Pediatric hypertension is associated with significant target organ damage in children and cardiovascular morbidity in adulthood. Appropriate diagnosis and management per guideline recommendations are inconsistent. In this study, we determined the proportion of missed diagnosis of hypertension and prehypertension and appropriate follow-up in pediatric patients, stratified by sex, age, race/ethnicity, and weight status. Based on the electronic health record (EHR) data from eight federally qualified health centers, among 62,982 children aged 3 to 18 years, 6233 (10%) had at least one abnormal blood pressure (BP) measurement over twelve months. Among those children whose recorded BPs met the criteria for prehypertension (N = 6178), 14.6% had a diagnosis in the EHR. These children were more likely to be White and have obesity compared with children who met the criteria but were not diagnosed with prehypertension. Among those who met the criteria for hypertension (N = 55), 41.8% had a diagnosis of hypertension in the EHR. Being diagnosed with hypertension was not associated with any examined patient characteristics. Over eleven months, 2837 children had BP ≥ 95th percentile on ≥ 1 visit. Only 13% had guideline-adherent follow-up within 1 month and were more likely to be older, female, and of Hispanic ethnicity or “other” race. Over six months, 2902 children had BP ≥ 90th percentile on one visit. 41% had guideline-adherent follow-up within 6 months and were more likely to be older, of either White, Hispanic, Asian race, or Hispanic ethnicity. In a community-based setting, pediatric hypertension and prehypertension were persistently underdiagnosed with low adherence to recommended follow-up.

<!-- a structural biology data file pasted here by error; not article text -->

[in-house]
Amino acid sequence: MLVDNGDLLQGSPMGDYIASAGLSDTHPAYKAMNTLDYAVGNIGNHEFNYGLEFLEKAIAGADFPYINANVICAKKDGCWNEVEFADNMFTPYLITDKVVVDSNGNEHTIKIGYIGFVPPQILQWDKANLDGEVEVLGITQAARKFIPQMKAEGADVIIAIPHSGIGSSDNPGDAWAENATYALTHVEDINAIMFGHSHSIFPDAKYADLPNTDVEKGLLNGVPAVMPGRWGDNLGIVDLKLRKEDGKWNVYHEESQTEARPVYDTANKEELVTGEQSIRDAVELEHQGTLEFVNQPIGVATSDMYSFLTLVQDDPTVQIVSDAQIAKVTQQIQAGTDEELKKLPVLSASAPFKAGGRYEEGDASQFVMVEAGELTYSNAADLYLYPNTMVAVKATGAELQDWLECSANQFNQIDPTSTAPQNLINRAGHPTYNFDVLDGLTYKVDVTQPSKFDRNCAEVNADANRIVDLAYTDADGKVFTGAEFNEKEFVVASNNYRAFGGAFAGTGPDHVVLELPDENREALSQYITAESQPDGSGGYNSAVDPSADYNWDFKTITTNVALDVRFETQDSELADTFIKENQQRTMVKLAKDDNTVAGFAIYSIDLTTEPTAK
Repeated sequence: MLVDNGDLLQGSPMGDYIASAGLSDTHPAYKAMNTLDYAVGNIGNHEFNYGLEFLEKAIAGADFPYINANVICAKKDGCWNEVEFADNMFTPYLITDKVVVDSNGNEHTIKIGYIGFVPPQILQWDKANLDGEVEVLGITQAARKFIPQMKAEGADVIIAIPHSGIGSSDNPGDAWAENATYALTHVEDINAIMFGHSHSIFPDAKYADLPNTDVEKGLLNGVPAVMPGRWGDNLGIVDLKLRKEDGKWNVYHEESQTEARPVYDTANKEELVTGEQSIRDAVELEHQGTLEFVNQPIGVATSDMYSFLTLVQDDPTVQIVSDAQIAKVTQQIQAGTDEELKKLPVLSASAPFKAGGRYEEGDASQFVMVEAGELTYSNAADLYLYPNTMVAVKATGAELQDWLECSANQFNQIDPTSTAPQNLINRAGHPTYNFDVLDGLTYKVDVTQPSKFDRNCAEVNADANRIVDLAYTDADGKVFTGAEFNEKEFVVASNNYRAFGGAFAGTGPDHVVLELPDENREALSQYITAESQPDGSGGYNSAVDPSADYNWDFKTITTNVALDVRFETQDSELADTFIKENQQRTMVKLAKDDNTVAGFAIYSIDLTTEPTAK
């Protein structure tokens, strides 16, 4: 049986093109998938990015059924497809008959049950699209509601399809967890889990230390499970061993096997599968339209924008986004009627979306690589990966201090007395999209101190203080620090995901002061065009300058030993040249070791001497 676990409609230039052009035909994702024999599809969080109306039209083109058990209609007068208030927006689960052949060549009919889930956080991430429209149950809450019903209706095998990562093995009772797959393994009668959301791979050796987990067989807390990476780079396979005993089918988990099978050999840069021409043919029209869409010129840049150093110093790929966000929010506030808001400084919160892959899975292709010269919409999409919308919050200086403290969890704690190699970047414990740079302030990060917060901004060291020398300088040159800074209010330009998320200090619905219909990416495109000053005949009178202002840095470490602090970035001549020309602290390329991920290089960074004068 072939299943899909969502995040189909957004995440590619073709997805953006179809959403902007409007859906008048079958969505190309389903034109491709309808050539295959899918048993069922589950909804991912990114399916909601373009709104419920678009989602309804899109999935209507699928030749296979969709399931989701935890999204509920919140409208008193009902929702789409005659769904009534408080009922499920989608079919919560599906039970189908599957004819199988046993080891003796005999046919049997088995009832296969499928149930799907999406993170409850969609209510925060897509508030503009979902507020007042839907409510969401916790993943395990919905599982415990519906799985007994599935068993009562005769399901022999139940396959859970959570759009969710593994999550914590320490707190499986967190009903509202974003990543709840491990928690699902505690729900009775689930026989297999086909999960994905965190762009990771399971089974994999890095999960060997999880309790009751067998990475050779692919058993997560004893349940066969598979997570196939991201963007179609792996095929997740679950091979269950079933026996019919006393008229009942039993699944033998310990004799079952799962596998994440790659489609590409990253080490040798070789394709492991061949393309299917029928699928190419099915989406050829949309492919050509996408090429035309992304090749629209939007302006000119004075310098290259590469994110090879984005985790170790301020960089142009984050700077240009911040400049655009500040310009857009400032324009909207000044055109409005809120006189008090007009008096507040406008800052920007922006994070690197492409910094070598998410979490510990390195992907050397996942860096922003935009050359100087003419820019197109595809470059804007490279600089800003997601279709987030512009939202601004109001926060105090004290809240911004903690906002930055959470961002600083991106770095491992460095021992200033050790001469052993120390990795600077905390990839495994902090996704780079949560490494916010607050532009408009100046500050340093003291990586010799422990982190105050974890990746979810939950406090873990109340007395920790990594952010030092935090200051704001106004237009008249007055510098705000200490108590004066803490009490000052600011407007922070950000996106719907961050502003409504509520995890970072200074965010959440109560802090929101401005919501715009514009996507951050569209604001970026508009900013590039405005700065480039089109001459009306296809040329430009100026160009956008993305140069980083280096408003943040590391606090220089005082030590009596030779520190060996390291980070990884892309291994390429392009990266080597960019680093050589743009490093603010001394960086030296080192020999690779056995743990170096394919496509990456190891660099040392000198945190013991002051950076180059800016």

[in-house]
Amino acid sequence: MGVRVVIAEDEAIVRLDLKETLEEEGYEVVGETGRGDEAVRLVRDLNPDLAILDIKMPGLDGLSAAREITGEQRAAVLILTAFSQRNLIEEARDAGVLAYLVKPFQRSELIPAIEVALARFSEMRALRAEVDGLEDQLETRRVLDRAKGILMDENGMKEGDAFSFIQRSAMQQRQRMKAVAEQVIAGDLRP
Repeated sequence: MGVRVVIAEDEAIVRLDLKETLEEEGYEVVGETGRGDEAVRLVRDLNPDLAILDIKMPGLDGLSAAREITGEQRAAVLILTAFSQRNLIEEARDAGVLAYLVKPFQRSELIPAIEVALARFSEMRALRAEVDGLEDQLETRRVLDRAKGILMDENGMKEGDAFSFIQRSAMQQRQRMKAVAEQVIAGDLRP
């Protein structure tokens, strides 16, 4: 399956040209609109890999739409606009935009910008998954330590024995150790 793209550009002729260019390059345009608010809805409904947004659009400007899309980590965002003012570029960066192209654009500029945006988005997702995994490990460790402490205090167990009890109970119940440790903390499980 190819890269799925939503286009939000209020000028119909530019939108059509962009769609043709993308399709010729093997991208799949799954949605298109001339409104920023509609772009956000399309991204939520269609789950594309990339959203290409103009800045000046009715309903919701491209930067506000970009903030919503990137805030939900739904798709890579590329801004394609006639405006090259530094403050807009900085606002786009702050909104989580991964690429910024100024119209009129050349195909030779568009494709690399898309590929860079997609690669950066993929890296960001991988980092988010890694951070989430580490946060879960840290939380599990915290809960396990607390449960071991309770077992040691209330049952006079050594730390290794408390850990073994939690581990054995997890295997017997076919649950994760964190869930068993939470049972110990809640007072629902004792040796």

- elevated blood pressure
ASJC Scopus subject areas
- Internal Medicine
- Endocrinology, Diabetes and Metabolism
- Cardiology and Cardiovascular Medicine